Warning lights are flashing in all three of these reports around the issue of the capacity of the Department of Safety and Liaison to effectively oversight the SAPS.

This is their core responsibility. Whereas the Department is very good at giving us details of their activities, what we need are reports on the impact that they are making in improving service delivery of the SAPS and reducing crime. This is the ultimate test of the relevance and effectiveness of this Department.

Let me quote examples from the reports in this regard.

Under general findings on the committee report, on the annual report of the provincial commissioner, it states “there is a weak oversight function exercised by the Department of Safety and Liaison over the activities of the SAPS in the Province.” The Department did not even analyse the 2008/9 EC – SAPS annual report prior to our meeting with the SAPS.

In the report on the annual report of the Department, the committee states “the Department must ensure that it holds regular meetings with the SAPS in the Province to enable it to fulfil its functions.”

Similarly, in the oversight report, the committee again recommends “the Department must ensure that there is effective oversight over the SAPS in the Province by amongst other things, conducting monthly meetings.”

Crime after unemployment is rated as the second most important issue impacting on the lives of all communities. The Department needs to pull up its socks when it comes to over sighting the SAPS. And I would like an assurance from the new MEC that there will be a change in the Department’s approach in this regard.

One of the issues that the Department needs to improve its oversight on is the capacity of our flying squads to operate at maximum efficiency. At a point last week, eight of the vehicles belonging to the East London flying squad were undergoing repairs leaving them with virtually no vehicles.

The East London flying squad does not have any high performing vehicles and most of the vehicles that they have are over the 200 000 km mark. This means that they are susceptible to breaking down frequently.

Similarly in the flying squad in Port Elizabeth, of the seven vehicles on strength for patrolling, three are in the garage currently. This means that the remaining four vehicles run 24 hours per day as they cannot be rotated.

The problem appears to be a combination of the length of time spent in the garage and the authorisation of payments from the Provincial Office. I would like to get an assurance from the new MEC that the Department will regularly oversight the capacity of the flying squads to operate effectively in the two major cities of the Province. What we need is regular inspections and if action is not taken, then we expect the committee to be informed so that action can be taken on a political level.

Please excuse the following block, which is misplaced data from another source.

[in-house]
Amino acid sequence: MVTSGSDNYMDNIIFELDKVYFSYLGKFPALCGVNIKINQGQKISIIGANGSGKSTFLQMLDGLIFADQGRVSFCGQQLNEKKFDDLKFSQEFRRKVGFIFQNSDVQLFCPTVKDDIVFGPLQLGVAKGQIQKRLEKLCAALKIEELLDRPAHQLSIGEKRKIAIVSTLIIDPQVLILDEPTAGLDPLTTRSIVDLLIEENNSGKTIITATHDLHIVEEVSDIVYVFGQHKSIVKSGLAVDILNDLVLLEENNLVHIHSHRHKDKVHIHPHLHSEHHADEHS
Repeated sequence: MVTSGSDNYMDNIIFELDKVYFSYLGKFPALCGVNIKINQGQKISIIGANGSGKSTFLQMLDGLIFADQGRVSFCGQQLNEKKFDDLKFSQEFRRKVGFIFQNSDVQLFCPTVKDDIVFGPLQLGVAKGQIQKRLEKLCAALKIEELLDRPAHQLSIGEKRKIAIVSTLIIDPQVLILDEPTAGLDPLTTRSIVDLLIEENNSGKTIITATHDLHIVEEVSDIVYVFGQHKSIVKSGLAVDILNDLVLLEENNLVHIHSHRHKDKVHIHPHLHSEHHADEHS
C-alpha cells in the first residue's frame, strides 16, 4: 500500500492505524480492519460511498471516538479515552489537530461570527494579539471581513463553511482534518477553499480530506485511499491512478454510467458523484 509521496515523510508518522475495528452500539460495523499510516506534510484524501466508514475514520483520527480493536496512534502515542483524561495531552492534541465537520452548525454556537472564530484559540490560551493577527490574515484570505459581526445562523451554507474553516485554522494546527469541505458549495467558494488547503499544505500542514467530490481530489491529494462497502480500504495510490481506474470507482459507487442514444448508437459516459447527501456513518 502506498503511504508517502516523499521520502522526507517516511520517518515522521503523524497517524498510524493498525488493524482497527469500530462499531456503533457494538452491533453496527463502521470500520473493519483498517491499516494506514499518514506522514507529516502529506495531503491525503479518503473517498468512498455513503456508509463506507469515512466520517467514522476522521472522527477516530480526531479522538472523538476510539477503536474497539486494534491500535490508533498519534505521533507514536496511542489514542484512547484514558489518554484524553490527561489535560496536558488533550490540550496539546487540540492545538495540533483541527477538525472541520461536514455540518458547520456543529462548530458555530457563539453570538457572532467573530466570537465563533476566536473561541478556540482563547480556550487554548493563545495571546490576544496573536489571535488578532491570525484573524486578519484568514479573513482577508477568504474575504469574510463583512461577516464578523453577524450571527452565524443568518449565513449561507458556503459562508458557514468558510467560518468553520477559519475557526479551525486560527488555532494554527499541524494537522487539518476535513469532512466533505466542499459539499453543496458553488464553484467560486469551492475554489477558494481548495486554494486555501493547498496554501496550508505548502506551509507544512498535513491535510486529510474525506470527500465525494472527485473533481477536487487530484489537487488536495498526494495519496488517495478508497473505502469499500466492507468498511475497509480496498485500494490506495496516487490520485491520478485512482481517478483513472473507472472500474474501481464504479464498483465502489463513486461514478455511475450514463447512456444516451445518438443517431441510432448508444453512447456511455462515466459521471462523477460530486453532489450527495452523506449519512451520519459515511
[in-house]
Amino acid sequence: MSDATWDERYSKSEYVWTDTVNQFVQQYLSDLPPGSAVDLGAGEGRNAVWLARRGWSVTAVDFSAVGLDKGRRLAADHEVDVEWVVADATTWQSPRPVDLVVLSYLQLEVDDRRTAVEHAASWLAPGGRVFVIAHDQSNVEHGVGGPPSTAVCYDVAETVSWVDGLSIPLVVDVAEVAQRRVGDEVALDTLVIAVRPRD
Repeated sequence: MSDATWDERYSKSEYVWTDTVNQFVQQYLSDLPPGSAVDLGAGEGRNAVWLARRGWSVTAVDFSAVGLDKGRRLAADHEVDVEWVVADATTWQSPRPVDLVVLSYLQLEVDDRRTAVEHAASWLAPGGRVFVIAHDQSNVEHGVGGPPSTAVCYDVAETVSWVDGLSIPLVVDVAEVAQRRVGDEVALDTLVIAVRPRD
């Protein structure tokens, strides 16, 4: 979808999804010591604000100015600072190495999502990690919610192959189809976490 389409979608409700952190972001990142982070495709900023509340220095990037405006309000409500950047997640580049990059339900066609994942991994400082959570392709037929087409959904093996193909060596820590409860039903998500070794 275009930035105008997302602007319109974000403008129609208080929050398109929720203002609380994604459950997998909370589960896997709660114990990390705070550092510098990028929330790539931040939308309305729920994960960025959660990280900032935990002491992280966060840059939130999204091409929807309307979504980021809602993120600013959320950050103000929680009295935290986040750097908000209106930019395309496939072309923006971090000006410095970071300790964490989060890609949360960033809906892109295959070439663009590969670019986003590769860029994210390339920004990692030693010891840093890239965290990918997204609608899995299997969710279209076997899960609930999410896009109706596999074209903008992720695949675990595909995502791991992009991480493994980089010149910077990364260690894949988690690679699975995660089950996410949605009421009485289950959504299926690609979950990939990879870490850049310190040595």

Quite clearly, the vehicles belonging to the flying squad, because of the nature of their work, need to be prioritised. The SAPS needs to intervene as a matter of urgency to deal with this state of affairs. When there are not an adequate number of vehicles, the flying squad cannot respond with the speed that it should to crimes such as robberies, hi-jacking, rapes, cash in transit heists and housebreakings in progress.

The flying squad together with the 10111 centres are our first line of defence against the criminal elements. They need to operate at maximum efficiency.

During the next few weeks we enter the period of 16 days of activism for no violence against women and children. Without a properly resourced police service, these campaigns simply become voices shouting in the wind. The 16 days of activism provide all South Africans with the opportunity to take heed of the violence against women and children that still ravages our country.

To improve the situation, the SAPS needs to step up its monitoring of police station’s compliance with the domestic violence act.

The Department should also ensure that the police are keeping proper records of domestic violence incidents and that all officers are trained to respond to domestic violence.

Rape prophylactic kits should be available at all police stations. Every victim of rape should be able to obtain a kit to provide her with the medication necessary to prevent HIV at any police station. And every police officer must know how to use these kits.

There needs to be increased funding for social workers, psychologists and counsellors both at police stations and at Magistrate’s Courts. One also needs to establish more safe houses and subsidised shelters for victims of abuse. There is nowhere for these victims to go after they have reported a crime.

Safe houses should also provide provision for children.

In the Western Cape, the Democratic Alliance has established the Chrysalis Academy to identify youth at risk or who are abusive and violent. This academy provides an opportunity for them to undergo a programme for three months before they re-enter their communities. This is a model that should be rolled out to the rest of the country.

These are some practical suggestions that we suggest to deal more effectively with no violence against women and children.

South Africa boasts one of the most progressive constitutions in the world. Human rights take pride of place in our founding documents and are a beacon of hope for all who live here. This has resulted in improvements for all citizens, especially the women of this country.

However, 16 years into democracy, our need for this 16 day of activism for no violence against women and children remains as critical as ever.

For while women rightly celebrate their freedom, domestically and in our communities, violence against women is still prevalent today.

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